SILENT PARTNERS will touch
your soul and tickle your funny bone. A powerful commentary on contemporary
life, these vignettes are witty, revealing, surreal, and ridiculous. Inventive
choreography, text, props, and costuming enhance the intimate yet universal
metaphors of the pieces.
"This show is as sweet and goofy, as provocative and contemplative, and as creatively conceived and expertly realized as any you might see this year." Post and Courier, Charleston, SC, Piccolo Spoleto Festival 2000
This piece is a romp through the tape in our heads that is constantly telling us what to do. It opens with a girl who is authoritatively "pushed" around by a gigantic hand. As the sketch develops, ensemble choreography reflects the relationship between fitting in and scapegoating in our mass psyche.
SHOPPING FOR LIFESTYLES
A woman in a black box, with only head and hands visible, struggles through life's many options. At various turns, she states emphatically that she has found herself, only to change her mind when she discovers a new option.
Dressed in white costumes that obscure gender, two performers engage in a movement theater dance that reflects the obsessive need for attention as well as distance in many relationships. This piece is performed in black light to music by the Kronos Quartet.
An innocent know-it-all brings home a "pet" a head in a cage. She proceeds to care for the pet according to expert advice. Unable to see the real needs of the pet, her actions become abusive while she fully believes she is taking good care of her charge.
This humorous interlude, performed between "White Suits" and "Jackie," comments on society's hang-ups about nudity. An actor discreetly changes costume onstage while discussing the difficulty of changing clothes in public places.
A woman purchases a novelty sweater, believing it will make her beautiful. As she tries it on she loses herself in a maze of pockets. The sweater literally swallows her. Her dilemma is a statement about advertising and the fashion industry.
FRAME OF MIND
The set consists of an 8-foot open frame enclosing a bench. On the floor under the bench is the Monk. Using only her mouth, she reverently and methodically creates formations with shiny white pebbles. Positioned in the frame is the Inquisitor. Jealous of the Monk's contentment and creativity, the Inquisitor embarks on a dialogue with the Monk centering around the choices we make. The Monk guides the Inquisitor with very simple responses, unconsciously prompting her to physically explore more and more possibilities within the frame. These explorations become quite acrobatic until the Inquisitor eventually finds her way out of the frame, which has symbolized her limited perspective.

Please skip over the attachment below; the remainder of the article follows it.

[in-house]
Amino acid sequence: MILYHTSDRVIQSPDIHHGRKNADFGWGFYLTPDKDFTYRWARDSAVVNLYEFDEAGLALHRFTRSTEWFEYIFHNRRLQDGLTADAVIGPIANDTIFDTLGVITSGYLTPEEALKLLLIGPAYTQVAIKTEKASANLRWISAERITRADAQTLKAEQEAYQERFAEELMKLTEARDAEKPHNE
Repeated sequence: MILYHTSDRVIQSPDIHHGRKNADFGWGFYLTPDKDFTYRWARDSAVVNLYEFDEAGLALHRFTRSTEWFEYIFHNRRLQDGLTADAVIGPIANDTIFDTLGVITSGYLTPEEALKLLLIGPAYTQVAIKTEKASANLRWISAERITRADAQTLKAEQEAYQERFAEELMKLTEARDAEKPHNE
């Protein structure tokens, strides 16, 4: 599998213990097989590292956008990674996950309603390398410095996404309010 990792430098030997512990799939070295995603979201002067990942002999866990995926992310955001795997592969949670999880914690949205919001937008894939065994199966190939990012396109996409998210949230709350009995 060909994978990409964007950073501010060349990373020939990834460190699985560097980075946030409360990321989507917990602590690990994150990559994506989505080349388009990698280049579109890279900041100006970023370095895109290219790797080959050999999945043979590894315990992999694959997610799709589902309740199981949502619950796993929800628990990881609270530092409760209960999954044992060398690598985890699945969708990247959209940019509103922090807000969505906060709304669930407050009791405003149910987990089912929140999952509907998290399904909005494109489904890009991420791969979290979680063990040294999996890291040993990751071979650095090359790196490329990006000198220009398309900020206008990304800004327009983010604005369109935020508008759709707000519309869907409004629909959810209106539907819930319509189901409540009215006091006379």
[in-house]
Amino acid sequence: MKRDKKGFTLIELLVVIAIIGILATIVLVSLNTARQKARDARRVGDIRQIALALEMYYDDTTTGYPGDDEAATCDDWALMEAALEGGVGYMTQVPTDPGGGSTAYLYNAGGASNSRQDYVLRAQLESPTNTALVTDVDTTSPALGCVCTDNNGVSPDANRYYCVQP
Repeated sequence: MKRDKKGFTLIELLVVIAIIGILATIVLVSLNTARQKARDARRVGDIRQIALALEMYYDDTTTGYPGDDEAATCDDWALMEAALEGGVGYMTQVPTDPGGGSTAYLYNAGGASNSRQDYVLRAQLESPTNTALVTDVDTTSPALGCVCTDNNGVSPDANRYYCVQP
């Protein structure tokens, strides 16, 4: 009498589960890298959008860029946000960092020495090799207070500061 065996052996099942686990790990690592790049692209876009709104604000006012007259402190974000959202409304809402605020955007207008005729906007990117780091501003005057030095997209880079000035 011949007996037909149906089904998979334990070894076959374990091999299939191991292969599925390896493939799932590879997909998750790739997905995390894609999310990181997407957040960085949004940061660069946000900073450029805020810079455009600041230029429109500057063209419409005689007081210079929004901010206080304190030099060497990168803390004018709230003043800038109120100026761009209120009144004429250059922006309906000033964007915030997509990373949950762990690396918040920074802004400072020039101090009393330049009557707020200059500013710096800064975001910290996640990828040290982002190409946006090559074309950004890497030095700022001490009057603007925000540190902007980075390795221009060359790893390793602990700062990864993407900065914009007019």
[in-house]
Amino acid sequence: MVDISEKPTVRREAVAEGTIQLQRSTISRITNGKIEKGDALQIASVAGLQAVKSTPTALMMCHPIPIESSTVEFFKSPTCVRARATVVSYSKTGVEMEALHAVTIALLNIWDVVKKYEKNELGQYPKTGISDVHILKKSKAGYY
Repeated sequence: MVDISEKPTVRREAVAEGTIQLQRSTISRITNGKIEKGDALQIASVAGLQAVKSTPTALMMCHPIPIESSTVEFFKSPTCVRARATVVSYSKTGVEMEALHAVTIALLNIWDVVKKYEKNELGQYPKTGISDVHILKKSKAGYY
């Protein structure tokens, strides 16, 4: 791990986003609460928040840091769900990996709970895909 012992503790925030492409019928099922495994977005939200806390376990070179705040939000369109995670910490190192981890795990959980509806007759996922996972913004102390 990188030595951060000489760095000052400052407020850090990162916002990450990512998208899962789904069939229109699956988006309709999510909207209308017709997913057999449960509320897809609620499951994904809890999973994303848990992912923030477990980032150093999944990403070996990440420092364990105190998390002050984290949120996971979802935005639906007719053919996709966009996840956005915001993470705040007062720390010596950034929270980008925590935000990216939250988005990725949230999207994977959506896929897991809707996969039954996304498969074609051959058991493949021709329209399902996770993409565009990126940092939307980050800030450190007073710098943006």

A playful, childish character is slowly influenced by the presence of a "perfect" icon who never steps off a series of beams placed diagonally across the stage. The child is intent on achieving the same stoic manner, but gradually she starts to fear all that she once felt comfortable with. When the figure passes offstage, the child is left frozen and unable to cross the largest space between the beams.
SEAT OF REASON
A woman is forced to "be in the place where she is" as she discovers the limits of the "vacation" she is on. She has landed on a stool that is 6 feet in the air. The piece is lit so that the woman appears to be in a void. As she realizes the limits of her environment, she also discovers a freedom she has never before experienced.
This piece is about contentment and conflict in a relationship. The two characters, a Realist and Dreamer, "live" on a stool surrounded by household items. But the Dreamer also exists in a world beyond their shared reality. The Realist is incapable of seeing or accepting what the Dreamer experiences, despite the Dreamer's efforts to explain it.
This piece deals with the complex ways cultures appropriate styles of dress, speech, music, and interaction from each other and examines the role the dominant culture plays in this exchange. Two characters are dressed in contrasting costumes one is black and white and angular, and the other is colorful and circular. As the piece progresses, the two characters offer and steal (appropriate) parts of each other's costumes and movement styles as they move through an array of personal interactions. The end is a bittersweet surprise!
In this solo piece, a girl looking at magazines is torn between wanting to be like the images presented to her and the "tape" in her head. The soundtrack (a sung collage of womens voices juxtaposed with phrases from the magazines), combines to highten the tension of the girl's conflict as she eventually throws all caution to the wind and fully enjoys the fantasy of being a fashion model.
HAIKU FABLES REVIEWS REPERTORY GIRLS WEAR SHIRTS